Thursday, October 21, 2010

Canadian Colleges: Advantages and Disadvantages for American Students

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I just returned from visiting Concordia University and McGill University in Montreal, Quebec, Canada. Montreal is a fascinating city with mixtures of old and new architecture, French and English culture. Students at both Concordia and McGill have easy access to the arts in Montreal including professional theater, dance, visual arts, and film. In fact you can't avoid public art in Montreal, particularly sculpture. Decorated Moose stand at attention up and down Sherbrooke St. An avant garde film festival was ongoing during my stay. There are also resources for science students including the Insectarium, the Biosphere, and the large Montreal Science Museum. For American students who really like the city vibe of an NYU or an Emerson College, McGill or Concordia Universities could be good choices.

Here are some of the issues to take into account when considering schools in Montreal, CA.
The advantages:

1) Learning French by almost constant exposure. Also, Americans pay cheap tuition for French classes.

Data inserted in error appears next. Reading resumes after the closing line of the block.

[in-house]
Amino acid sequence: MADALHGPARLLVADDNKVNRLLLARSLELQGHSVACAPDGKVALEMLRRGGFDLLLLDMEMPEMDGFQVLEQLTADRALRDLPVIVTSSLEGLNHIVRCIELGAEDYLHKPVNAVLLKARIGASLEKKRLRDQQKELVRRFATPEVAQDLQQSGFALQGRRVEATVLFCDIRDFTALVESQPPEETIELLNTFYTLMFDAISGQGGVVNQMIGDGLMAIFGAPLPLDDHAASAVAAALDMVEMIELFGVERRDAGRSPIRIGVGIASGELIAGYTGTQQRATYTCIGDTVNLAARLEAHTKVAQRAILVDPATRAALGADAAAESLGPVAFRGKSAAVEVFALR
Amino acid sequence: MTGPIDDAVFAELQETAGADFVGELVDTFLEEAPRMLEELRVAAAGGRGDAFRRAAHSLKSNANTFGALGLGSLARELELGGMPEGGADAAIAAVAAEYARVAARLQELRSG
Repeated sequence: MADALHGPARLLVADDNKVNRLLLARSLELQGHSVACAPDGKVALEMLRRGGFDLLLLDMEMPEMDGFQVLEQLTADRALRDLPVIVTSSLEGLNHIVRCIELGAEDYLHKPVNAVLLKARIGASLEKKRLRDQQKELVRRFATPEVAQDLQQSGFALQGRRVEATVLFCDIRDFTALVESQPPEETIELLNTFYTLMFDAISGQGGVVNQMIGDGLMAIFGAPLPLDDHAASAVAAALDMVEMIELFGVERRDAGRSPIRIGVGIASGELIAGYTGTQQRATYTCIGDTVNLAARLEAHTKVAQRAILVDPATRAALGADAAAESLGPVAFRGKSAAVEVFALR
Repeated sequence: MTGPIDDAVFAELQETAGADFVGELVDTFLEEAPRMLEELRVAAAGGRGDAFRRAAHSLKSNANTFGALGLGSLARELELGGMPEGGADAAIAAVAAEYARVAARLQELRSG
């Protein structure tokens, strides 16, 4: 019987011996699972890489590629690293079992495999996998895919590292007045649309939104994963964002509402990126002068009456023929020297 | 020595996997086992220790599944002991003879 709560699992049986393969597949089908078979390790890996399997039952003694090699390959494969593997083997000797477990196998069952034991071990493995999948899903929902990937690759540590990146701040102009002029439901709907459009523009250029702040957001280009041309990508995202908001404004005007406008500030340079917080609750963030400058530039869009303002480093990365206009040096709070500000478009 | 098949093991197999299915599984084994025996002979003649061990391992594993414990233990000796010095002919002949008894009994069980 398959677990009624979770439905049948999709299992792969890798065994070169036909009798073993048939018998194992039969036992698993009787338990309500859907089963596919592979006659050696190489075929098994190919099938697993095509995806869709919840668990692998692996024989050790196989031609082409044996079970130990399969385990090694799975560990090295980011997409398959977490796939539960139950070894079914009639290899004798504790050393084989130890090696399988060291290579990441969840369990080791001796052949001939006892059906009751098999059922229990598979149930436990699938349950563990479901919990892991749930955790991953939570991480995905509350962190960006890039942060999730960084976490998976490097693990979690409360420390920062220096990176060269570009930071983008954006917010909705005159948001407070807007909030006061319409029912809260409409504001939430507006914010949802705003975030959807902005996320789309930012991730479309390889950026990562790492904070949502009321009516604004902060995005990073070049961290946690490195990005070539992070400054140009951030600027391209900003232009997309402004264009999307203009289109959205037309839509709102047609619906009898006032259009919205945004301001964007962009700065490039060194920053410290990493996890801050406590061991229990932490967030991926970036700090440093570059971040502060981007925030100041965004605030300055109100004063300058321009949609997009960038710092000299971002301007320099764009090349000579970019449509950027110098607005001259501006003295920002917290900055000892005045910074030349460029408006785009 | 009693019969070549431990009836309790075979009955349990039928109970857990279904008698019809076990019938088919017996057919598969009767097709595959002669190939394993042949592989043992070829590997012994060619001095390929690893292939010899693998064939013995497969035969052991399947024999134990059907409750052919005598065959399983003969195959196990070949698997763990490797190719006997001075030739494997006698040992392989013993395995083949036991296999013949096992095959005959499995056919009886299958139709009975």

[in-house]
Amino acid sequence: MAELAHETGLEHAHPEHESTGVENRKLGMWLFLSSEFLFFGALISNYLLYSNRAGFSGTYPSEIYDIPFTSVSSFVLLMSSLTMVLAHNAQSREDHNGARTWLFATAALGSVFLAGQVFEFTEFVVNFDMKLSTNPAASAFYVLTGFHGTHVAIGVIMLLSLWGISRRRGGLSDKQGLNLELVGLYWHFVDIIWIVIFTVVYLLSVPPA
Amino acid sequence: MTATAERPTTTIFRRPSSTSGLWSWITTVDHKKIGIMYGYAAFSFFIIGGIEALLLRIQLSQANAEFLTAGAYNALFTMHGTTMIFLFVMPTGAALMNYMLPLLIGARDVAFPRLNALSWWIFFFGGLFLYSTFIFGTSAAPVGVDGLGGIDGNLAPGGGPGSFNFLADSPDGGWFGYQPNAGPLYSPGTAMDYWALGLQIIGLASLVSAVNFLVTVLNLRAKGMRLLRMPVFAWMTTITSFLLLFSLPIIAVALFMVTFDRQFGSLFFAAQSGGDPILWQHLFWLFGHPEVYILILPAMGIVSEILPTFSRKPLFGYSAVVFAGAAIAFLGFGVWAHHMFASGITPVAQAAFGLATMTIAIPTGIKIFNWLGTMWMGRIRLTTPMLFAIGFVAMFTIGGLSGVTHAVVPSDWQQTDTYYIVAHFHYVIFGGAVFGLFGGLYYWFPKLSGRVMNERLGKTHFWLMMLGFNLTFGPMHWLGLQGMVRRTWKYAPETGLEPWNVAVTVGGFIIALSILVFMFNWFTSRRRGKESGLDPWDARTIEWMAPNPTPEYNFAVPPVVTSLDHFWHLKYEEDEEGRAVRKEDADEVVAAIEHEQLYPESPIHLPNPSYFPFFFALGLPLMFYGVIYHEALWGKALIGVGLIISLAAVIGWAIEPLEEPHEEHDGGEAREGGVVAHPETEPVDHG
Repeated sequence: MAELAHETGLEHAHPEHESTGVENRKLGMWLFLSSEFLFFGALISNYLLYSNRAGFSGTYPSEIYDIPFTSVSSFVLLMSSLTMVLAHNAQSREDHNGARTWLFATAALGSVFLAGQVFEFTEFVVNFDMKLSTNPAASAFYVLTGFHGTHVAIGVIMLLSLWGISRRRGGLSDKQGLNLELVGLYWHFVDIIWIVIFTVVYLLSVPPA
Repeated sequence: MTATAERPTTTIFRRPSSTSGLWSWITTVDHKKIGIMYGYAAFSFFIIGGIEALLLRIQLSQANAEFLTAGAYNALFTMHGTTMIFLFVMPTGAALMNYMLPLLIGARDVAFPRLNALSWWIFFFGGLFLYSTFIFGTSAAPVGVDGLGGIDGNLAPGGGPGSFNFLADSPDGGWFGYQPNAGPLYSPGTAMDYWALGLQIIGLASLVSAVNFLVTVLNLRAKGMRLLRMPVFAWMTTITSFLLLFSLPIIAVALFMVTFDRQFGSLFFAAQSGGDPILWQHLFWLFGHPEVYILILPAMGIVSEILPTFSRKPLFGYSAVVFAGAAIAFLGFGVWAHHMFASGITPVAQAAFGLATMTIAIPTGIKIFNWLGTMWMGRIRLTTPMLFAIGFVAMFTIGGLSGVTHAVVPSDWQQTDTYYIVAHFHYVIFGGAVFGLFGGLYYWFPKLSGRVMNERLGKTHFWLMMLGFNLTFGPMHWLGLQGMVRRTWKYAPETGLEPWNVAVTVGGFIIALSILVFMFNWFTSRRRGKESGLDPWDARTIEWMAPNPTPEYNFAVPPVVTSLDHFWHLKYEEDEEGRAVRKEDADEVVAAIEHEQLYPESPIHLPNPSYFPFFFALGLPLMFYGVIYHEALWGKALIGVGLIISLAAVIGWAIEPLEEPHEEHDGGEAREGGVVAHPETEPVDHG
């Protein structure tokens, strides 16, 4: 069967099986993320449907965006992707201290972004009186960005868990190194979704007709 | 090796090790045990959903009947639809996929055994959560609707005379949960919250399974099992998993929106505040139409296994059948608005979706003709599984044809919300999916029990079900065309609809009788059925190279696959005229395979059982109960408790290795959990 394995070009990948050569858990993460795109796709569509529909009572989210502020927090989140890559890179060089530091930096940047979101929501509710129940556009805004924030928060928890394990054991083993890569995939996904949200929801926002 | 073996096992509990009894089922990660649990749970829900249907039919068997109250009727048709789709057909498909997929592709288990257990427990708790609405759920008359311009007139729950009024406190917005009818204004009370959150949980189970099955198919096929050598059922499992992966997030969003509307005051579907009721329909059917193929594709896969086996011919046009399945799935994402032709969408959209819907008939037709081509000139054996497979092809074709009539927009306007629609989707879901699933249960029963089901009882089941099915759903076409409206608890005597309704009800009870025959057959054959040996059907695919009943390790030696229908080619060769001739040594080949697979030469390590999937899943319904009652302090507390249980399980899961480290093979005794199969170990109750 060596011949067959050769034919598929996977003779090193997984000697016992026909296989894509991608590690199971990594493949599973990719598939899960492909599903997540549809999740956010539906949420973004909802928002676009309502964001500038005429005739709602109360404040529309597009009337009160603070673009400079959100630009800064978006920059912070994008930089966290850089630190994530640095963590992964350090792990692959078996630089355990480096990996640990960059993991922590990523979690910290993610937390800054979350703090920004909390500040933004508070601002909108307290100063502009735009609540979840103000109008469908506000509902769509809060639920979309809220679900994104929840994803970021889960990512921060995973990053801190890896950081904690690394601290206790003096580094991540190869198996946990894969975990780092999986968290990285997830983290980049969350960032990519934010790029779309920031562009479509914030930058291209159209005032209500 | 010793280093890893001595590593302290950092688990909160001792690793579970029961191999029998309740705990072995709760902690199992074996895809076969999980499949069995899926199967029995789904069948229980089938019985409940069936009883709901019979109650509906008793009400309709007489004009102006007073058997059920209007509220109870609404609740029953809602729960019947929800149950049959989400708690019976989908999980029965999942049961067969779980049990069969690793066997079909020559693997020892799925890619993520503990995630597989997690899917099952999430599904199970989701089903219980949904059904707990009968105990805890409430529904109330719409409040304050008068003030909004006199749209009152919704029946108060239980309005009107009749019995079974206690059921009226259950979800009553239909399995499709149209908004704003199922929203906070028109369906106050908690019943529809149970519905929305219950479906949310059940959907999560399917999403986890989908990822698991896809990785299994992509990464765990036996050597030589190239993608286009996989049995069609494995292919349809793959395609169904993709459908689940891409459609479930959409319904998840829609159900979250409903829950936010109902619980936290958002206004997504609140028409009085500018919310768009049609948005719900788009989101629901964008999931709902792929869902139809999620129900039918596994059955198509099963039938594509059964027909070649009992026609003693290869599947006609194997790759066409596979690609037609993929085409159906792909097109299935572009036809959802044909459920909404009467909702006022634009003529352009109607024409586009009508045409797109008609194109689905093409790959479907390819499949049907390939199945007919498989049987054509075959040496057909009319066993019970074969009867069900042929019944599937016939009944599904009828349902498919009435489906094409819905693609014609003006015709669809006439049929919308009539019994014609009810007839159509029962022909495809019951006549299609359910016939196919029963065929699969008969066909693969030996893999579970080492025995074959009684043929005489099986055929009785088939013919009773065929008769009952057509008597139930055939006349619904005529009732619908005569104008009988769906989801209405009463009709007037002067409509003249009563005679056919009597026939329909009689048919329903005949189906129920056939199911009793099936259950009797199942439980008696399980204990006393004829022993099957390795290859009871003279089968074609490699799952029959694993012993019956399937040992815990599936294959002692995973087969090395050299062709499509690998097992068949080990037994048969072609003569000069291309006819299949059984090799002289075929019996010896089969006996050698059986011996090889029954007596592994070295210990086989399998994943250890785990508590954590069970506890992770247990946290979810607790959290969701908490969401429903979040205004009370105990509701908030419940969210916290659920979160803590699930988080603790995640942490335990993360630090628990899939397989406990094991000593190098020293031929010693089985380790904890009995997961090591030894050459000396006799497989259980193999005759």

2) Low cost. Even with international tuition, Canadian colleges are cheaper than many private colleges in the US

3) Proximity to northern US states such as New York and New England.

4) Broadening understanding of culture through a unique Quebecois, Canadian experience.

The disadvantages:

1)Requires a certain level of maturity in a college student. Independent living is the rule after freshman year.

2) Customs. At certain times of the year, the border crossings can require long waits.

3) Rate of exchange. If the dollar continues to weaken, it will make Canadian colleges more expensive.

4) Eating too much poutine. You will have to hit the gym if you eat too much poutine, a mass of fried potatoes, gravy, and cheese curds.

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